Ames: When the sound is right, and you can feel the energy in the room, you know it’s going to be a great night,” she responded. “You’re in your own little world during that time on-stage. I’ve always loved singing in a band, but I think I appreciate it now more than I ever did. To have the great audience we have - and to play the way that we do - we will never take that for granted.

Doug Hoyt

Doug Hoyt is a well-known figure in the Bangor area and now resides in South Portland. Originally a drummer, Hoyt later turned to guitar and vocals while also developing a keen interest in the art of recording. He’s a veteran instructor of New England School of Communication’s popular recording program and now operates his own recording studio in southern Maine called Sounds Like Music.

Hoyt’s first band out of high school was called Back Talk. In the early 1990s, his band Sister Blue recorded six records full of original songs – and played them to full bars in the pre-internet era. “It was all done by word of mouth, putting up flyers and starting mailing lists,” Hoyt adds.

He led the popular band Spilled Milk for 15 years beginning in 1995. Between two iterations of that band, there was a trio called Lyft. In 2011, he dropped the band name to perform under his own and now leads the Doug Hoyt Trio on guitar and vocals, with musicians Dave Cipullo and Chris Currie. The band pulls from a broad list of cover songs and originals. Hoyt also plays drums with the Laurie Jones Band.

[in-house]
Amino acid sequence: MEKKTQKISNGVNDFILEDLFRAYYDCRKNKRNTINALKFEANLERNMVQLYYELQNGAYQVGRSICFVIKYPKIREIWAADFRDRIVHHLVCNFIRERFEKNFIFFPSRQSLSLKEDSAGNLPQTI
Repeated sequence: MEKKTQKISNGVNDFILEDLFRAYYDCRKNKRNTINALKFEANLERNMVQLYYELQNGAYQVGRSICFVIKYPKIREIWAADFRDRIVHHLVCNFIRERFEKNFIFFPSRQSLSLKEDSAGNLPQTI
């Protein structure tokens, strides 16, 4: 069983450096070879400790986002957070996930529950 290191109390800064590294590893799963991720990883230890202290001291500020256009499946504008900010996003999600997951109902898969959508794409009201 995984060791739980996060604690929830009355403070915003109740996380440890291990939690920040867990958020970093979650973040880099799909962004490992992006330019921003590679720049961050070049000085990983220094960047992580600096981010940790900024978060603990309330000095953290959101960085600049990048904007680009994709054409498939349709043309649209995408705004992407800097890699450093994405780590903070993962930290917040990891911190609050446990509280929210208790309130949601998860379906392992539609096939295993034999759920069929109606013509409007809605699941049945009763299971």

The Maine Edge: When did you know that music would be your thing?

Hoyt: I started collecting 45s even before I started school. My dad bought me a 1968 Ludwig oyster blue drum kit at Sam’s Music on Main St. in Bangor. I’ve had five kits over the years, but that Ludwig kit is the only one I’ve kept.

The Maine Edge: What is the most rewarding part of being a professional musician?

Hoyt: I love that moment when everything locks in – whether rhythmically or some sonic characteristic – or even one note that you tend to bend, and you feel like you’re levitating. I came to music as a fan and that feeling keeps bringing me back.

The Maine Edge: What is your biggest challenge?

Hoyt: There are so many entertainment options today I think the challenge is getting people to focus on the music. I’ll be playing two hours of original music this weekend in Biddeford, but that audience will be expecting it. To keep finances moving, I play a lot of venues that want to hear cover songs. I get that. If you’ve worked hard all week, you want to blow off some steam and hear Creedence Clearwater Revival or something you already know and like.

The Maine Edge: You’re on stage and you look down at your set-list of potential songs. Is there one that you can’t wait to play?

Hoyt: Usually it’s an original. A song that you wrote means more to you. There’s nothing like the feeling when you see someone dancing or bobbing their head or they give you a compliment about something you wrote.

Riff Johnson

With a name like Riff Johnson, this Pittsfield native was bound for musical greatness. Yes, it is a stage moniker (his real name is Jared Sullivan) but it’s a very good one.

This resident of Troy says he was at a crossroads in his life a decade ago when he committed to making music his sole occupation.